Start off with the myth "that fish only grow to fit the tank" and destroy it. Fish may or may not become stunted in there outer growth, but their internal organs continue to grow no matter what. As the innards of the fish grow, but the fish's body stays small, it slowly gets smothered and choked on it's own internal organs. Do you still want to put that goldfish in a bowl?
  • #12
I wonder what the goldfish bowl people would think if you told them what happens to a goldfish when they are crammed into a bowl.
Start off with the myth "that fish only grow to fit the tank" and destroy it. Fish may or may not become stunted in there outer growth, but their internal organs continue to grow no matter what. As the innards of the fish grow, but the fish's body stays small, it slowly gets smothered and choked on it's own internal organs. Do you still want to put that goldfish in a bowl?

I think so many people jump into buying fish, and actually don't even believe the truth because of so many misconceptions by big pet stores... I.e. Selling "gold fish bowls" when goldfish need a 20gal tank for 1 fish.
  • #13
One thing that no LFS employee ever asked me, and which I wish one had, is, "How long do you want to have a fish as a pet?" I had no idea that some of these guys were going to require 10-15 years of commitment or more, just like a dog, a cat, even a child. That's way longer than many marriages last. And how am I going to run away from home and go to Tahiti? I should have stuck with guppies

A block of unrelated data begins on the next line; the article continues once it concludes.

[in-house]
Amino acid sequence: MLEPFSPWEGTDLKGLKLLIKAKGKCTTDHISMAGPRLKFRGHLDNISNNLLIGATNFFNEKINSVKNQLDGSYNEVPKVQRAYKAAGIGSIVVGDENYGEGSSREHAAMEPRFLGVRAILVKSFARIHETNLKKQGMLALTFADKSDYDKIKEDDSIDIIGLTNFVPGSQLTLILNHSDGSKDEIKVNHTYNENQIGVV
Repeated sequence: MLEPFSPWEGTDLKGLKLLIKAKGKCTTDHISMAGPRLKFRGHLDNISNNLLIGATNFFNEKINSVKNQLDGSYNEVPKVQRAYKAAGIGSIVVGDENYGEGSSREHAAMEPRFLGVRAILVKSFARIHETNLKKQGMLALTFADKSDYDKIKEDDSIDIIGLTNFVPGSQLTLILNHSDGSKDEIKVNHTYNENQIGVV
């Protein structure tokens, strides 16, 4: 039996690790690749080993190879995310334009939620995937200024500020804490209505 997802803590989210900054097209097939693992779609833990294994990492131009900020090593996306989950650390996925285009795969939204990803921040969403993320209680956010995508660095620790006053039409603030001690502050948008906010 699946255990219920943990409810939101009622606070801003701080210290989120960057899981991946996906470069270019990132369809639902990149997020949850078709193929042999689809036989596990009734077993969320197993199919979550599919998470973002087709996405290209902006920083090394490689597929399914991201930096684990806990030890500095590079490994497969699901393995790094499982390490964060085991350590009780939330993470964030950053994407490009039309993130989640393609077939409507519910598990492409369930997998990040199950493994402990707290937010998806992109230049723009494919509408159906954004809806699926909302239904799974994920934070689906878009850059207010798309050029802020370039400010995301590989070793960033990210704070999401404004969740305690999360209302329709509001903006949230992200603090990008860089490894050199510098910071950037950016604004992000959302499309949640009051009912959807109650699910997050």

• #14
One myth that I heard often from my first LFS (This was back in San Juan, PR) was the fish who could live "without filters" so I lost many a gourami and betta this time. And the whole common pleco thing as they grow huge and don't do a good job of cleaning algae.

I think it is good to ask people their setups. Some folks are open about it but maybe ask them in a polite manner how big is your tank, etc? Then you can segue into recommendations of the fish or even upsell products, i.e someone new that needs TSS, etc. When going to a new store I am surprised at how little I am asked to describe my current build.
  • #15
I don't know about everyone but I know I appreciate an employee who's honest and informative. My first experience was a disaster. I hadn't done any research, which is partially my own fault, and wandered into the local pet smart and left with a 5 gallon tank and 3 mollies. If the employee that helped me had even suggested that a larger tank would have been easier to maintain and better for the fish I would have happily bought one. At the time they were having a sale and I could have easily gotten a 20 gallon for near the same cost. In my uneducated state I thought that a smaller tank would be an easier start! Boy was I wrong! That said there are plenty of good honest employees. Recently my mom decided she wanted her own tank for goldfish. She has a 20 gallon and I informed her she should have no more than 1 goldfish. She didn't believe me so she asked the employee, he backed up everything I told her and was completely honest about it and explained to her that the conditions they keep them in at the store are not a precedent for your tank at home.